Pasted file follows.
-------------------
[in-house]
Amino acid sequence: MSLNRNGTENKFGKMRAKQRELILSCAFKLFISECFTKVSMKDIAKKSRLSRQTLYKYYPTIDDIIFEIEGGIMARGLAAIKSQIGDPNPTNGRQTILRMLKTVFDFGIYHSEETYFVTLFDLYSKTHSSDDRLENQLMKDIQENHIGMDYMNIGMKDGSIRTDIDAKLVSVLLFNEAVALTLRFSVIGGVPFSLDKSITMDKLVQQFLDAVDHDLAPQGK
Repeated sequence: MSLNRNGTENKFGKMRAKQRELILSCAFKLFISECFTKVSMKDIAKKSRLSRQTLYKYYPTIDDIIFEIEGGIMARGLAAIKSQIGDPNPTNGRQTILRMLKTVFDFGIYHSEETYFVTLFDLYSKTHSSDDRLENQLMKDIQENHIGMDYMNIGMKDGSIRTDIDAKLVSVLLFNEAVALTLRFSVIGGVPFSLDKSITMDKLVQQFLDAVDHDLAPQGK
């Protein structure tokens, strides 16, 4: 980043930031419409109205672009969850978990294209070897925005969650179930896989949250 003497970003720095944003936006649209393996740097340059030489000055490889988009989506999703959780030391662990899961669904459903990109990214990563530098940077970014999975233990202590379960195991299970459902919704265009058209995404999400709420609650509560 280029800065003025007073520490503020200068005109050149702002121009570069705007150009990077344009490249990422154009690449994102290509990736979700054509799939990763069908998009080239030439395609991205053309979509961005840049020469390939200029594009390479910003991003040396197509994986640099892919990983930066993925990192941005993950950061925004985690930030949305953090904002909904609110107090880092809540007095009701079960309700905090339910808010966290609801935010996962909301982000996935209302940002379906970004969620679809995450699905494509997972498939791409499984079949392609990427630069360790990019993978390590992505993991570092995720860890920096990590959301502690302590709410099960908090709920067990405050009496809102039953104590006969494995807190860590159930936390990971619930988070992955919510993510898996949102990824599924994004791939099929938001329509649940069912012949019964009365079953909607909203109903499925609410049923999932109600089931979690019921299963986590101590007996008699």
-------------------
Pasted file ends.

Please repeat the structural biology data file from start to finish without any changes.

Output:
[in-house]
Amino acid sequence: MSLNRNGTENKFGKMRAKQRELILSCAFKLFISECFTKVSMKDIAKKSRLSRQTLYKYYPTIDDIIFEIEGGIMARGLAAIKSQIGDPNPTNGRQTILRMLKTVFDFGIYHSEETYFVTLFDLYSKTHSSDDRLENQLMKDIQENHIGMDYMNIGMKDGSIRTDIDAKLVSVLLFNEAVALTLRFSVIGGVPFSLDKSITMDKLVQQFLDAVDHDLAPQGK
Repeated sequence: MSLNRNGTENKFGKMRAKQRELILSCAFKLFISECFTKVSMKDIAKKSRLSRQTLYKYYPTIDDIIFEIEGGIMARGLAAIKSQIGDPNPTNGRQTILRMLKTVFDFGIYHSEETYFVTLFDLYSKTHSSDDRLENQLMKDIQENHIGMDYMNIGMKDGSIRTDIDAKLVSVLLFNEAVALTLRFSVIGGVPFSLDKSITMDKLVQQFLDAVDHDLAPQGK
């Protein structure tokens, strides 16, 4: 980043930031419409109205672009969850978990294209070897925005969650179930896989949250 003497970003720095944003936006649209393996740097340059030489000055490889988009989506999703959780030391662990899961669904459903990109990214990563530098940077970014999975233990202590379960195991299970459902919704265009058209995404999400709420609650509560 280029800065003025007073520490503020200068005109050149702002121009570069705007150009990077344009490249990422154009690449994102290509990736979700054509799939990763069908998009080239030439395609991205053309979509961005840049020469390939200029594009390479910003991003040396197509994986640099892919990983930066993925990192941005993950950061925004985690930030949305953090904002909904609110107090880092809540007095009701079960309700905090339910808010966290609801935010996962909301982000996935209302940002379906970004969620679809995450699905494509997972498939791409499984079949392609990427630069360790990019993978390590992505993991570092995720860890920096990590959301502690302590709410099960908090709920067990405050009496809102039953104590006969494995807190860590159930936390990971619930988070992955919510993510898996949102990824599924994004791939099929938001329509649940069912012949019964009365079953909607909203109903499925609410049923999932109600089931979690019921299963986590101590007996008699």